The Singing Group is a dementia friendly singing group for anyone who enjoys singing. People with dementia and their carers meet together with others who enjoy singing, volunteers and music makers for a good sing-song. There are no auditions, rehearsals or performances, it is all about the pleasure of singing favourite songs from the Beetles, Sound of Music, Abba, folk songs, Rod Stewart…. As the group grows so will our list of your favourite songs too. We especially welcome people who mainly sing in the bath or the car to come and enjoy making a joyful sound with Claire our wonderful church organist leading us. We are trained volunteers who aim to enhance the lives of people with dementia and their carers by introducing them to group singing and its many benefits. If you would like to sing in a group, or would like to volunteer to help out, or are living with dementia and would enjoy singing favourite songs please get in touch with Fiona and Claire at Bankfoot Church Centre 01738 788017.
The Heart for Art group are exhibiting their work during Perthshire Open Studios. From Thursday 6th September – Saturday 8th September 2018 from 9.30am -1.30 pm in the Bankfoot Church Centre. (Please note change to Thursday-Saturday due to a funeral service taking place in the church centre on Wednesday)
Heart for Art entry in Open Studios Website here
Open from Thursday 6th Sept – Saturday 8th September.
CrossReach’s Heart For Art exhibition opens at Glasgow’s Botanic Gardens
Published on 14 August, 2018
The annual Heart for Art exhibition, showcasing a collection of art work from people living with dementia throughout Scotland, is on display and open for viewing at Glasgow’s Botanic Gardens.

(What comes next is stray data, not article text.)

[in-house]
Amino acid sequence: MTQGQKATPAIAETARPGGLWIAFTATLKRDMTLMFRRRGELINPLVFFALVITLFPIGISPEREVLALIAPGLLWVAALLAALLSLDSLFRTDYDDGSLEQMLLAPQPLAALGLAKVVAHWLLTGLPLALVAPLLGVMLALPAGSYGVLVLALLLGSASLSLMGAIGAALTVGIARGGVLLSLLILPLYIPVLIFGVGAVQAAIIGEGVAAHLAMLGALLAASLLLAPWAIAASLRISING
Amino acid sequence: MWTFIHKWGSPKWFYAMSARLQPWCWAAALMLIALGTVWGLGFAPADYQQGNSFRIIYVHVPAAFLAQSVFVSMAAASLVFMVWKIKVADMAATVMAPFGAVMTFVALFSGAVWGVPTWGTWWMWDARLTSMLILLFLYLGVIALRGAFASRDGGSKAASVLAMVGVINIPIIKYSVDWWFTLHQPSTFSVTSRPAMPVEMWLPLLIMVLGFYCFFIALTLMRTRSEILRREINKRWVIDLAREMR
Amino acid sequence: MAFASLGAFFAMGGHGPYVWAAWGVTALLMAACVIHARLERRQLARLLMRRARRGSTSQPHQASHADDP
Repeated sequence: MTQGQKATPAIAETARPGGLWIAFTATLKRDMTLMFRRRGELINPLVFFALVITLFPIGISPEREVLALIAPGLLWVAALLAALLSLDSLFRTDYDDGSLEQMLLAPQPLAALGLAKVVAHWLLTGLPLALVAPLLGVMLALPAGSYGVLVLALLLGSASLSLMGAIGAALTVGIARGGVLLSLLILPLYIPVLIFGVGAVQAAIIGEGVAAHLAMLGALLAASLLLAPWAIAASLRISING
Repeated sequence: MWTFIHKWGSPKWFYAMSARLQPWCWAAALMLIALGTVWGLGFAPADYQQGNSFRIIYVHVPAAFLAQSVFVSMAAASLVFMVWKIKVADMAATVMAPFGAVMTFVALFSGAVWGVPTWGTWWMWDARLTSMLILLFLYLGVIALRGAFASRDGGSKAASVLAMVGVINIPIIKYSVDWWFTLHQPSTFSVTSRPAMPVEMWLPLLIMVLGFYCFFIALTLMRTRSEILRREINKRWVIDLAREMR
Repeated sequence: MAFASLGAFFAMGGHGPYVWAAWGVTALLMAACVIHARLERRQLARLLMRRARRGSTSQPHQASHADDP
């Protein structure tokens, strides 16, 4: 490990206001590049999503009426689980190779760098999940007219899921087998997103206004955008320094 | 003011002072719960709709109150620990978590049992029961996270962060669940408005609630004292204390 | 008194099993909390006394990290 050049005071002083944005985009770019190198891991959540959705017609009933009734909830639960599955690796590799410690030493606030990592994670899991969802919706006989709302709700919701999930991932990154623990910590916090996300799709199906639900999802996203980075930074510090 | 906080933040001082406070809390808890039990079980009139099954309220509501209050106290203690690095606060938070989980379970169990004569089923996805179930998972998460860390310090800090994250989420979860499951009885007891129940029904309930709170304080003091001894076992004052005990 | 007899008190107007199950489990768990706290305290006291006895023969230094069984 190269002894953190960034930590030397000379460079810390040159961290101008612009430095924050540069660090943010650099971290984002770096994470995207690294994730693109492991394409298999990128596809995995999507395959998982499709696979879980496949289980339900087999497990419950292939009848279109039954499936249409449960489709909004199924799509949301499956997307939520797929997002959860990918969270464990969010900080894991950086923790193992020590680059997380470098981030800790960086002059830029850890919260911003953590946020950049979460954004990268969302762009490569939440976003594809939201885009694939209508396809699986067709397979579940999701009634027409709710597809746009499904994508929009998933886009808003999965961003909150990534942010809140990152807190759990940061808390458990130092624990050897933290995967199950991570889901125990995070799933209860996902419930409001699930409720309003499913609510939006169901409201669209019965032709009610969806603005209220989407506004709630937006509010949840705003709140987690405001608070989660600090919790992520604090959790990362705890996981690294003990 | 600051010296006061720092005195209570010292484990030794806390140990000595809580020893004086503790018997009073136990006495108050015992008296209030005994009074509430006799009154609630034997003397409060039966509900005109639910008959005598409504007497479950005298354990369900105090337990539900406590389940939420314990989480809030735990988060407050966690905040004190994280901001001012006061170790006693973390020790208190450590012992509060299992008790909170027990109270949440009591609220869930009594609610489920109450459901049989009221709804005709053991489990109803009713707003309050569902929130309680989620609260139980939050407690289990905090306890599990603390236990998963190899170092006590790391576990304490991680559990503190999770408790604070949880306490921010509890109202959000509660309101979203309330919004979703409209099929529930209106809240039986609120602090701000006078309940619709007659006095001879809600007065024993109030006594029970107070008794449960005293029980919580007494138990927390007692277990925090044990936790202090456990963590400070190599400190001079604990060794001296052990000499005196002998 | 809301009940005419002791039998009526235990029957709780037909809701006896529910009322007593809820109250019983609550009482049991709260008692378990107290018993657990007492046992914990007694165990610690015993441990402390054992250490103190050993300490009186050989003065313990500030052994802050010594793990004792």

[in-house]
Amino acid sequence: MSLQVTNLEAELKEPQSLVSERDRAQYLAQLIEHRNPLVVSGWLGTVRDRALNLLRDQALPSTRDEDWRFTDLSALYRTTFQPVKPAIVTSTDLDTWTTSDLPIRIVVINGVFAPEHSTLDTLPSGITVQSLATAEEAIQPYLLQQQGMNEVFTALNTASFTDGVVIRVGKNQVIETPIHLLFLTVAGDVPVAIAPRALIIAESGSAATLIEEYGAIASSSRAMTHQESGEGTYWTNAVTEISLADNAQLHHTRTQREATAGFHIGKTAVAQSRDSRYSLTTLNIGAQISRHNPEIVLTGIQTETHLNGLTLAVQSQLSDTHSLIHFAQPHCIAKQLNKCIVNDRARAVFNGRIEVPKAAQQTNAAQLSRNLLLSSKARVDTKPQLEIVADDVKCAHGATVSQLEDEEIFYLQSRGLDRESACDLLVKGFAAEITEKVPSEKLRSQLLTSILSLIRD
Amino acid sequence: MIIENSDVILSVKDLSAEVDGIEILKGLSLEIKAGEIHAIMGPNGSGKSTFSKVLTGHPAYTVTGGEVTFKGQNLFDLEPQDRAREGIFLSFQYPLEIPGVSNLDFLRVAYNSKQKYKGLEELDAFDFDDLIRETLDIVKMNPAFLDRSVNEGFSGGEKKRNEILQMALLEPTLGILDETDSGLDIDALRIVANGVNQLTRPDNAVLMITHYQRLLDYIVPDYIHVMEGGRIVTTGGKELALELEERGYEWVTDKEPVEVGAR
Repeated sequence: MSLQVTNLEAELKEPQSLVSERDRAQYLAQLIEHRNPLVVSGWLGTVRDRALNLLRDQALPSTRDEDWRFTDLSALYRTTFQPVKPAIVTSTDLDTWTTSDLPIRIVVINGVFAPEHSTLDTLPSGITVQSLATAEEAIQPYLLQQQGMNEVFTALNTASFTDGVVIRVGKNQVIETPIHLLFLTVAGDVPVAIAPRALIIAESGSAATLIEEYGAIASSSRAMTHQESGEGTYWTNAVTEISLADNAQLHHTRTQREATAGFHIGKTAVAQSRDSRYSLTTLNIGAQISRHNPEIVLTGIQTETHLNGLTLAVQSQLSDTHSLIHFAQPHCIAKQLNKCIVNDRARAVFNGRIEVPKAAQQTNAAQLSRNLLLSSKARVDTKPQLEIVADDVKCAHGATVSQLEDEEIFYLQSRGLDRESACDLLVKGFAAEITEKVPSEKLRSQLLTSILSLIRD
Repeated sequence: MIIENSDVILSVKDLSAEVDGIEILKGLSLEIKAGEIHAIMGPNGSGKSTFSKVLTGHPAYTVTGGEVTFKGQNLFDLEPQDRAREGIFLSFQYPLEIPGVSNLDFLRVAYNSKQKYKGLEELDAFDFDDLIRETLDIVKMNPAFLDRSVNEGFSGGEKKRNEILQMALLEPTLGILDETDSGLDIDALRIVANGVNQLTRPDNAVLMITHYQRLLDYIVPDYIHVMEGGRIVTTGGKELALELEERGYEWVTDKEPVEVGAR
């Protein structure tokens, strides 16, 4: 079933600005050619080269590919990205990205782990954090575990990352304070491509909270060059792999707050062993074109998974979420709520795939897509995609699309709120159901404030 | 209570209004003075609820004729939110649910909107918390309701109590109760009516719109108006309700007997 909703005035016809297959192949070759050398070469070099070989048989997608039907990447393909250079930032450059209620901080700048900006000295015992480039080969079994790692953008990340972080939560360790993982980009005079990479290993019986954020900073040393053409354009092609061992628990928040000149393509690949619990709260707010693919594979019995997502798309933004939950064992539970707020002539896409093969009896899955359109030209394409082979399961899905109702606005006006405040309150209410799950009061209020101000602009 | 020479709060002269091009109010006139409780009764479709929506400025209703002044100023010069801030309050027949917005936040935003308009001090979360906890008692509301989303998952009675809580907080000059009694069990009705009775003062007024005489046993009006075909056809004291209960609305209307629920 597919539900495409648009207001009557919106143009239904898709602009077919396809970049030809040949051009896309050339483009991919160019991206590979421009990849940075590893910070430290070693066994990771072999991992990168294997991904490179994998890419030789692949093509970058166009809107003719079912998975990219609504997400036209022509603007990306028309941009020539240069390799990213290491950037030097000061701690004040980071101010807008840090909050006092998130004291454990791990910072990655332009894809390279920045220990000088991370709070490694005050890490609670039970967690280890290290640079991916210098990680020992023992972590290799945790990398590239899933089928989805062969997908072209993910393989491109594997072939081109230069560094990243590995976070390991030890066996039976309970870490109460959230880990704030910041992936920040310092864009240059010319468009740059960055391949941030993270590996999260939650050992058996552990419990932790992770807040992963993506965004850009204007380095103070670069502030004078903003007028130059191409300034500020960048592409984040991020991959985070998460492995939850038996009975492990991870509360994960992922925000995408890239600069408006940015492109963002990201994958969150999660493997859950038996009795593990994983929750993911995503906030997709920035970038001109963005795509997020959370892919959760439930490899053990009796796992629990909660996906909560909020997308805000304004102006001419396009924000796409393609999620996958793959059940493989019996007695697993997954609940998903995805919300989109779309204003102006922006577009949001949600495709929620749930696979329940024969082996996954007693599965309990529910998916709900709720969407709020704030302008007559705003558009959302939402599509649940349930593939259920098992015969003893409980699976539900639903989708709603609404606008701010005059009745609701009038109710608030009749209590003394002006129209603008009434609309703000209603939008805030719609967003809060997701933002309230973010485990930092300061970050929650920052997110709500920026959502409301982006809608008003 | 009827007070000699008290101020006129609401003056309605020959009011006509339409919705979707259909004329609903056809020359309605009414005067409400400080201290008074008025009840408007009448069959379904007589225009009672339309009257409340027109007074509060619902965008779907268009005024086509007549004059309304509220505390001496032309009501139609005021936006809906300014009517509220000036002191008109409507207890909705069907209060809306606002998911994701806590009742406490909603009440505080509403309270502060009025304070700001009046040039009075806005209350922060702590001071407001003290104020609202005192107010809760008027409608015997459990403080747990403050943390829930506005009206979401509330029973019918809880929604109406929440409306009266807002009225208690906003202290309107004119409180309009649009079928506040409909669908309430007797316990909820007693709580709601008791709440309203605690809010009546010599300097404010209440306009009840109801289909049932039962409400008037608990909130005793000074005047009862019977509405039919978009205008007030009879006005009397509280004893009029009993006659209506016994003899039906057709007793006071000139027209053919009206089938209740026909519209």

Aiming to reduce the stigma that can be attached to a dementia diagnosis and showing what can be done, the exhibition promises to be a special celebration of creativity.
Paula Pinda, CrossReach Heart for Art manager, said:
“The ‘Beyond Words’ national exhibition explores the lived experience of dementia, highlighting the positives and looking beyond the condition.
“The exhibition is curated by CrossReach Heart for Art, a service that enables and encourages people to express their emotions through the medium of creative art.
“Artwork is being displayed from over 40 artists: both professional and budding enthusiasts. These artists live in different areas of Scotland: Glasgow, Dundee, Garelochhead, Kirkcudbright, Stonehaven, Edinburgh and Bankfoot.
“Some of the artists have never created any artwork before in their lives and have found a new talent, and for others art was an old friend once thought lost forever. Encouraged by professional art tutors, their talent is reawakened.”
Launched in 2012, the Heart for Art initiative has been bringing joy to people affected by dementia for the last six years.
Through running group sessions with the help of art tutors, the project has been found to stimulate conversation, aid concentration and even improve memory retention.
Participants don’t have to be experienced to take part, with beginners working alongside people who have been painting for years.
Families of those living with dementia are also able to take part alongside their relatives, giving them a chance to take a break or speak to others with similar experiences. They can also get advice from a CrossReach Dementia Ambassador during the session.
A service which ‘enables and empowers people to find their voice’
The Heart for Art service provides community based art classes all over Scotland, enabling and empowering people to find their voice through the medium of art.
Through the exhibition, CrossReach Heart for Art have sought to tackle some of the misunderstandings and stigma surrounding dementia by showcasing the resilience of creative ability: giving visitors the opportunity to view artwork made and selected by people living with the condition.